One of the marathon’s odd properties is it’s affect on time. Some months before the appointed date you get inspired, sign up excitedly and it feels like the race is right around the corner. I have to train now! Then the months drag on and you think the race will never happen. I peaked too early! The week of the race finally arrives and time stands still. Days drag, the clock doesn’t turn. I’ve lost all my fitness! Suddenly the morning is here, toes are on the line, 30 seconds to go …
The lead up to this race began before Boston, last year in fact. I signed up for Boston last fall, 2:50 on my mind, had an excellent autumn of training, set a 10K PR, then promptly crashed when it actually came time to train for Boston. My legs were cement, heart was stone, every workout sucked, every run was a struggle. My solution was to run more. I increased my mileage, doubled my double days. Somehow I went to Boston, ran a 2 minute PR and was sorely disappointed by the whole process. What I didn’t realize was that process laid the groundwork for this success.
And yes, of course, I consider the 2009 San Antonio Marathon a success. I’m happy with my time, 2:49:51. Moreso though, oh so moreseo, I enjoyed the process. After Boston I took time off from running, I reassessed training, commitment, motivation. We went to Europe and it changed everything. Running along the Seine, the Thames, The River Garonne revived my passion. I wasn’t training, wasn’t running every day, wasn’t even trying, but I was having my best workouts in a year. We came back for the summer and I ran when I wanted to run, rested when I didn’t. No longer a slave to the alarm, to the plan, I stopped keeping a log, stopped caring about Miles Per Week. I found a book that got me even more excited about the process. Need it be said that I was running better than ever? And I wasn’t even trying.
So of course, by regaining the process, I signed up for a race to measure the results. Oh the irony. And that’s the puritan story of how, after swearing off marathons for good at mile 10 of Boston, I came to sign up for the 2009 Rock ‘n Roll San Antonio Marathon and 1/2 Marathon in all it’s commercial glory a mere four months later.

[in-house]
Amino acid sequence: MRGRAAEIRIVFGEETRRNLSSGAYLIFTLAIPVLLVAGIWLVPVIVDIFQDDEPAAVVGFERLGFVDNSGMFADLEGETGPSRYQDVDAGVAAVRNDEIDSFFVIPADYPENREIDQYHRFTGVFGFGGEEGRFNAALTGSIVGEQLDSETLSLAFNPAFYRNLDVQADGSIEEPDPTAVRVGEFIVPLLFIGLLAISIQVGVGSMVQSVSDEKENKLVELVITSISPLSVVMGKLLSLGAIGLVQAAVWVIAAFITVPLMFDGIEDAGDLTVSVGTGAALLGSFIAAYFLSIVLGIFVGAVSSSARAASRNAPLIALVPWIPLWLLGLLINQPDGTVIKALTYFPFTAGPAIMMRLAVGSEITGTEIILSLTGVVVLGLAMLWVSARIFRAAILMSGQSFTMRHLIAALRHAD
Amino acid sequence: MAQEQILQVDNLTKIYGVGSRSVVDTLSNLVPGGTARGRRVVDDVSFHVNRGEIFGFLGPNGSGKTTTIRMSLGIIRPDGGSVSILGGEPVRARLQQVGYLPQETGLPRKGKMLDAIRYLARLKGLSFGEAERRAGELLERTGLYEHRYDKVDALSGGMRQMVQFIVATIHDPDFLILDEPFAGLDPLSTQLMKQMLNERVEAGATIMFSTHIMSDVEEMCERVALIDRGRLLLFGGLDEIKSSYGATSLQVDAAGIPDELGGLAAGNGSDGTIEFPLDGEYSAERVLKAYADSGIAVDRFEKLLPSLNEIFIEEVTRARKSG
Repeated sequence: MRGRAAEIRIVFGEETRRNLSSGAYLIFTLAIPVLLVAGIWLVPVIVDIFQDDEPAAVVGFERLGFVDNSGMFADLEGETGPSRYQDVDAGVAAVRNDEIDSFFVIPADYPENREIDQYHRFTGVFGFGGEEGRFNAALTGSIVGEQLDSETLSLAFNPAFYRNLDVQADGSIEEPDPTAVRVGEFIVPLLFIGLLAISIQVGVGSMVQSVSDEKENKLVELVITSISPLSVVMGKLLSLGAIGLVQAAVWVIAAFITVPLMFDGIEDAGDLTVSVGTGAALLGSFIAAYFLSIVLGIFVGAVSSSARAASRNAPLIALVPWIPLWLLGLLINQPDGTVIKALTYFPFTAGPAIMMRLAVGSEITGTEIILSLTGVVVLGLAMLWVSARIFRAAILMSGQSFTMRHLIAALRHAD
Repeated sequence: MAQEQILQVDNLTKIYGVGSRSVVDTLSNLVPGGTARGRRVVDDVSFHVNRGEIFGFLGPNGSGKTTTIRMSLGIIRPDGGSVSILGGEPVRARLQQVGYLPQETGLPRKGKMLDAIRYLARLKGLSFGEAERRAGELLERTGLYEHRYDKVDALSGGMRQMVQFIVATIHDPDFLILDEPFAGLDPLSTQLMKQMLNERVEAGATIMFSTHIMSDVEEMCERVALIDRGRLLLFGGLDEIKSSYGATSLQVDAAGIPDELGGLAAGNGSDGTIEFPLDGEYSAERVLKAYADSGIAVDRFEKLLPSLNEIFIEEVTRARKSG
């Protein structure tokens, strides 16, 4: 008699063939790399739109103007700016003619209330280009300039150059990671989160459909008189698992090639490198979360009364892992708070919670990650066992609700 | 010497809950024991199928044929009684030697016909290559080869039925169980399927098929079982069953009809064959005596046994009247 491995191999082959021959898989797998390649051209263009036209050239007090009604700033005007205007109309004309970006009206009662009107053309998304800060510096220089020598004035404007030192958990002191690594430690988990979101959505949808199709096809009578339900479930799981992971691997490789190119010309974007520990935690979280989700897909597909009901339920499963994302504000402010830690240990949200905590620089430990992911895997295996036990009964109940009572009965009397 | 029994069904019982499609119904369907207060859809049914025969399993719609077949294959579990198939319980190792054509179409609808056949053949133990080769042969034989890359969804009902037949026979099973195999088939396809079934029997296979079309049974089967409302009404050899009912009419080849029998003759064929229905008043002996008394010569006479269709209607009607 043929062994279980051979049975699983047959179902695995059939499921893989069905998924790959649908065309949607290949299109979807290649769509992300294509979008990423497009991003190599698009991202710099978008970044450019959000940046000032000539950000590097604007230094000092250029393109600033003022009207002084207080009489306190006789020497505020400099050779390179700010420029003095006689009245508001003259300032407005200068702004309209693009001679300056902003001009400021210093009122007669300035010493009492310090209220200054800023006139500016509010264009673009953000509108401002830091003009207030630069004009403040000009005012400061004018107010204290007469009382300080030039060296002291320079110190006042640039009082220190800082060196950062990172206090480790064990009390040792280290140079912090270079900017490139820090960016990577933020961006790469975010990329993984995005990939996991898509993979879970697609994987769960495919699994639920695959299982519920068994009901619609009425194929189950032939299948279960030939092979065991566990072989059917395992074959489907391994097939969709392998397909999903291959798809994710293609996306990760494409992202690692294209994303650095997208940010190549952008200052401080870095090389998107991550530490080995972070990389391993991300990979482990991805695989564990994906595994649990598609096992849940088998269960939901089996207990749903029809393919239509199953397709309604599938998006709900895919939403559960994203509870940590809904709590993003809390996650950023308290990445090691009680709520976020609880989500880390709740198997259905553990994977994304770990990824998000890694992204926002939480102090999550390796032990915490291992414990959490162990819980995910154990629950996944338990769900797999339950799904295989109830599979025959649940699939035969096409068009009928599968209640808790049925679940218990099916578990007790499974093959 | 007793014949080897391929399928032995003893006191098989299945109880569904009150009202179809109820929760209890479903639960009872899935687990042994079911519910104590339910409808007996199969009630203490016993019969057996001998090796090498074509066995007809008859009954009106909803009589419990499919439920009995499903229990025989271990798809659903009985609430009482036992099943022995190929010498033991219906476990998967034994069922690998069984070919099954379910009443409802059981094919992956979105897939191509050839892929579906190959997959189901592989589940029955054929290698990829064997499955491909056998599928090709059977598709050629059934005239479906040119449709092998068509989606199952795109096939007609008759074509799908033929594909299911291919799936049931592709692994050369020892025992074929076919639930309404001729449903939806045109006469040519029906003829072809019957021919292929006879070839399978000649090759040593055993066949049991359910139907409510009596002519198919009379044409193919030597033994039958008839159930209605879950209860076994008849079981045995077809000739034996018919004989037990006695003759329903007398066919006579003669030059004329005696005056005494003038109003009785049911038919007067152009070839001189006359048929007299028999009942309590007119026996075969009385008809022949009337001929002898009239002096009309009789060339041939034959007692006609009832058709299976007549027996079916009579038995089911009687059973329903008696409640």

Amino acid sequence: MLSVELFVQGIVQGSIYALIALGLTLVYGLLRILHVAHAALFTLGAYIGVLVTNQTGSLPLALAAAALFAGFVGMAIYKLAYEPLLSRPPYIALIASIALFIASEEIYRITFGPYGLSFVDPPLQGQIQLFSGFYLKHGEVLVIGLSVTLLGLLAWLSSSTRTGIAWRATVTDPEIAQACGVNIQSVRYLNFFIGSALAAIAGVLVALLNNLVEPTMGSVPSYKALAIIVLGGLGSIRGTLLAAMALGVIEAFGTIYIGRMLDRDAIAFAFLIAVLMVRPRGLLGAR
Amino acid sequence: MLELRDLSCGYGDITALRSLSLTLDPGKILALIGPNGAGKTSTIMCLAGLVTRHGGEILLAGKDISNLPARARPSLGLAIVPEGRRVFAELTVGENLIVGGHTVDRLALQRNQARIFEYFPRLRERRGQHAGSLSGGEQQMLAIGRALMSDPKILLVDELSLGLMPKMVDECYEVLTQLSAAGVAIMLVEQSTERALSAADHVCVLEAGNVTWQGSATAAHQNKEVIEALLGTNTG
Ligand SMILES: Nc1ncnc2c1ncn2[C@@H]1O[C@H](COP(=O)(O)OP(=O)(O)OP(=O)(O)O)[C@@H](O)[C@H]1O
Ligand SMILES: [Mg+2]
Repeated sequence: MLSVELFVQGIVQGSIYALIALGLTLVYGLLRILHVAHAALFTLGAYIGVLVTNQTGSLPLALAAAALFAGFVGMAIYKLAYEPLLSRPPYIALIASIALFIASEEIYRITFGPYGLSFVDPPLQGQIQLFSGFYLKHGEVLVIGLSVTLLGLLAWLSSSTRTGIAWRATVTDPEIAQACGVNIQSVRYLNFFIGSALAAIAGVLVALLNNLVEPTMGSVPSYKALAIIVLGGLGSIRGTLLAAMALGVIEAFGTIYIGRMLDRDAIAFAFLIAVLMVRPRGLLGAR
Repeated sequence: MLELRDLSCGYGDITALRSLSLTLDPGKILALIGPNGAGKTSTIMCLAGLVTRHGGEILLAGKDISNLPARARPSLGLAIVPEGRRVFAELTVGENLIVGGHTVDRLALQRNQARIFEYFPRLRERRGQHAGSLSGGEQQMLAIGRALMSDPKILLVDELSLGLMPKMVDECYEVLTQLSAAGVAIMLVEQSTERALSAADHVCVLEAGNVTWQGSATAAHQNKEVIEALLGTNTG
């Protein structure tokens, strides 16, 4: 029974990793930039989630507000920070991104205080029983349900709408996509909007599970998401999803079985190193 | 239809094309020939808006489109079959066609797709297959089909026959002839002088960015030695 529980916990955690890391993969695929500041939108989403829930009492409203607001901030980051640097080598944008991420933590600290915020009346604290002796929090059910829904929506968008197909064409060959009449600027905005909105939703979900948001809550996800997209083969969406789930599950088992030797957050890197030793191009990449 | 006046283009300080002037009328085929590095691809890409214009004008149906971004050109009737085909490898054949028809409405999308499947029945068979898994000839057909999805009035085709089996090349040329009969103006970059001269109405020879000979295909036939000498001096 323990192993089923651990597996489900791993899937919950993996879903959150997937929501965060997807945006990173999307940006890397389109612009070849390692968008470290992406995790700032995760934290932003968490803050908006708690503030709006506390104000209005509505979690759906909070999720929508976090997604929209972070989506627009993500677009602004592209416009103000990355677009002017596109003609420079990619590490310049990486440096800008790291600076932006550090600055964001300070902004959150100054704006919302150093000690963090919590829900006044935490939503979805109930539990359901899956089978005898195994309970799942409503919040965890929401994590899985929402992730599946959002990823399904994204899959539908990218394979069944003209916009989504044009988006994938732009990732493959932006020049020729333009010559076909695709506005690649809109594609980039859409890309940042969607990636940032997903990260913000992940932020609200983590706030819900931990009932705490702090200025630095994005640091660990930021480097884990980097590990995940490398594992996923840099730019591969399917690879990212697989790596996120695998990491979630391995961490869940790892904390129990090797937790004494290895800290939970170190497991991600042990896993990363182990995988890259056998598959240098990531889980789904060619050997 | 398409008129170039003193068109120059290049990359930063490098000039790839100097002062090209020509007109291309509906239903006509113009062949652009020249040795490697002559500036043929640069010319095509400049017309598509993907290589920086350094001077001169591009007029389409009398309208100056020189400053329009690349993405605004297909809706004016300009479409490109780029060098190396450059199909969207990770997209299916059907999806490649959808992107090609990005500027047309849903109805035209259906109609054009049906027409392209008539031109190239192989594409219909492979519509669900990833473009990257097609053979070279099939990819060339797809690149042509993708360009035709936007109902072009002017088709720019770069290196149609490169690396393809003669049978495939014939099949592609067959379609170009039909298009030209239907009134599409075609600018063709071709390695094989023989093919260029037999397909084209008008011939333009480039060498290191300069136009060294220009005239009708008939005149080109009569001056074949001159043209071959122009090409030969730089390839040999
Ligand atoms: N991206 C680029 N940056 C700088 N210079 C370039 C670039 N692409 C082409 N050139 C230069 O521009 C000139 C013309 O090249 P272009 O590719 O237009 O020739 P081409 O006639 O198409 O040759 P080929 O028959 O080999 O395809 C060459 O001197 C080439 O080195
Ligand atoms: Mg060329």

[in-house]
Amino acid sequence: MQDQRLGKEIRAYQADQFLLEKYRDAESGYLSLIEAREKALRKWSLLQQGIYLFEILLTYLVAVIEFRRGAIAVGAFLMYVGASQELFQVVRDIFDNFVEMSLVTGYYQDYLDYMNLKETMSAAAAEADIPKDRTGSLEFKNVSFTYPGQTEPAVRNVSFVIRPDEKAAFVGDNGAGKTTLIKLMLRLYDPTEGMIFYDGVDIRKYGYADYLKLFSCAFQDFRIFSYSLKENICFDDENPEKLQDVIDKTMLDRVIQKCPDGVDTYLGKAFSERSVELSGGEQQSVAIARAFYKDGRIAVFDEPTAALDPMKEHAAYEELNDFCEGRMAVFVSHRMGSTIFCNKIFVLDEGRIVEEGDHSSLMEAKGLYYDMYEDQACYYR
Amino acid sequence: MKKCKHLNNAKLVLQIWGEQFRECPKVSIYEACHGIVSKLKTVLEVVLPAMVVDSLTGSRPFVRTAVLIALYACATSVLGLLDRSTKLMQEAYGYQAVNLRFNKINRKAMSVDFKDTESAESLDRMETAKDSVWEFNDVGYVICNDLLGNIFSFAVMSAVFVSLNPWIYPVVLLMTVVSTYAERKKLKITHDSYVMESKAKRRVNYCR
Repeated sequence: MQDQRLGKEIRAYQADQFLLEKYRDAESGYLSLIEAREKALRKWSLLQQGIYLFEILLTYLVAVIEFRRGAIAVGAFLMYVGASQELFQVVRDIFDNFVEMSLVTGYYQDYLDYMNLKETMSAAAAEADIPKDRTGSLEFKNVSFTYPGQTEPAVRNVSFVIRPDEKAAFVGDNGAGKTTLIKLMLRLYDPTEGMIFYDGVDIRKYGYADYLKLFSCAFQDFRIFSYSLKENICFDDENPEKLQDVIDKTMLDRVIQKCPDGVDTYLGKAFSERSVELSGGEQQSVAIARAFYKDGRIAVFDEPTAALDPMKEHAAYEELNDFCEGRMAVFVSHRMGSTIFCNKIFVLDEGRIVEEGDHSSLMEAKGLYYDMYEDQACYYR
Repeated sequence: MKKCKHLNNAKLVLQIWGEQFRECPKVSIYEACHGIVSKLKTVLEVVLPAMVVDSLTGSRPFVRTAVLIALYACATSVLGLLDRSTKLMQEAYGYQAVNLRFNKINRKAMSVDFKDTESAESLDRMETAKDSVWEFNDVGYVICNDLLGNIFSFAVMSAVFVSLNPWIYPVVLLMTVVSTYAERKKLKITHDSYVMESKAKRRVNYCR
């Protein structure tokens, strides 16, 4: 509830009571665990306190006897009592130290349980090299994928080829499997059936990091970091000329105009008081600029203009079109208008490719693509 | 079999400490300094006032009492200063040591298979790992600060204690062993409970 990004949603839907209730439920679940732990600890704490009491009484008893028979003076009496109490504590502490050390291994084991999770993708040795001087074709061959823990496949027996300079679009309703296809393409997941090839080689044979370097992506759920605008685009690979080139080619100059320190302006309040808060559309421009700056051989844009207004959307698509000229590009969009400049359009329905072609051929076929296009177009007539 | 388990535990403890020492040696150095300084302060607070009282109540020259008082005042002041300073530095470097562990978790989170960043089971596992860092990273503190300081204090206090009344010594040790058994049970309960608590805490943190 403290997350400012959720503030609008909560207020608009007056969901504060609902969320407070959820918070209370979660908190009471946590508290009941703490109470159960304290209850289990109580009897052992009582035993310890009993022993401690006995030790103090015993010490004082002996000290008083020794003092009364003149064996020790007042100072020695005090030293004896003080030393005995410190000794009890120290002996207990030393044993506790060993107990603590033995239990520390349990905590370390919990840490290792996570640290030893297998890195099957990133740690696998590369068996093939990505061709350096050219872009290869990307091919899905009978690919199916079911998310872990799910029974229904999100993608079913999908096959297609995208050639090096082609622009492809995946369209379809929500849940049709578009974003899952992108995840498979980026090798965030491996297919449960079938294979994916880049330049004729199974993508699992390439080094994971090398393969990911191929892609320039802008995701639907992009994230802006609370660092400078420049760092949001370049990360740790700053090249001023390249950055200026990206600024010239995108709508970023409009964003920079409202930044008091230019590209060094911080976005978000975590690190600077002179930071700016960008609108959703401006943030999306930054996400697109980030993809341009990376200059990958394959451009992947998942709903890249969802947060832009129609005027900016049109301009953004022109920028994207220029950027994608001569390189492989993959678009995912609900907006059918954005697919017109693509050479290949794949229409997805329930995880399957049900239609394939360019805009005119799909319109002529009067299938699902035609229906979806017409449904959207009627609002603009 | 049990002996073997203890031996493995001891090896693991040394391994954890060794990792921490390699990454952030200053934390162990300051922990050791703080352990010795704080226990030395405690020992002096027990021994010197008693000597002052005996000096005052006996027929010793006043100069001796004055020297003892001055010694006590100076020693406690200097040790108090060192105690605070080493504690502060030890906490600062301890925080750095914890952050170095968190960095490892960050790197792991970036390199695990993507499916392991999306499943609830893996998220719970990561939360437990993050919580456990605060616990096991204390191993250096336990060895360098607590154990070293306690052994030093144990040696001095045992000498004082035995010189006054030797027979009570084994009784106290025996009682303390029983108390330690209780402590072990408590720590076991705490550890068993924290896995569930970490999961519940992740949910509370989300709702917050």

After signing up, I was desperate not to lose the “innocence” as it were. I deliberately stayed away from Gazelle workouts, I purposely did shorter “long” runs, I often cut repetitions short. I wanted to keep not caring about the result, I wanted to keep enjoying the process. I had four months until the race, and in fact I hadn’t even committed to the full 26.2. I told myself, and others, that I signed up for the full but would run the half if the training didn’t go well.
The training went well. Peaked at maybe 75 mpw (not keeping track, remember?). Started taking a day off every week. Doubles when I wanted. My garmin broke but I found I enjoyed running with my son’s one-lap kid’s watch. Every workout was fun, my fitness felt phenomenal, and still I wasn’t really trying. If only I could bottle this, I didn’t want to lose the feeling. And of course as race day approached, the tyranny of the result started weighing on my shoulders, the process pushed aside, and I started struggling again.
So this last week I tried really hard to forget about obtaining a result and endeavored to remember the expression. The result is pressure, the process is an expression. Patience, desire, unselfishness, joy, stamina, love, passion. You don’t try to impress anyone, you don’t feel any pressure to perform, you don’t worry that you’re not good enough. You don’t even have to really do anything, you just have to be what you are … a good runner, a mediocre runner, one who runs, one who enjoys running.
And so yesterday, toes on the line, I thought to myself, “forget about time, remember the process. You’ve trained for this, you don’t have to do anything you’re not capable of, you just have to be who you are.”
To be continued…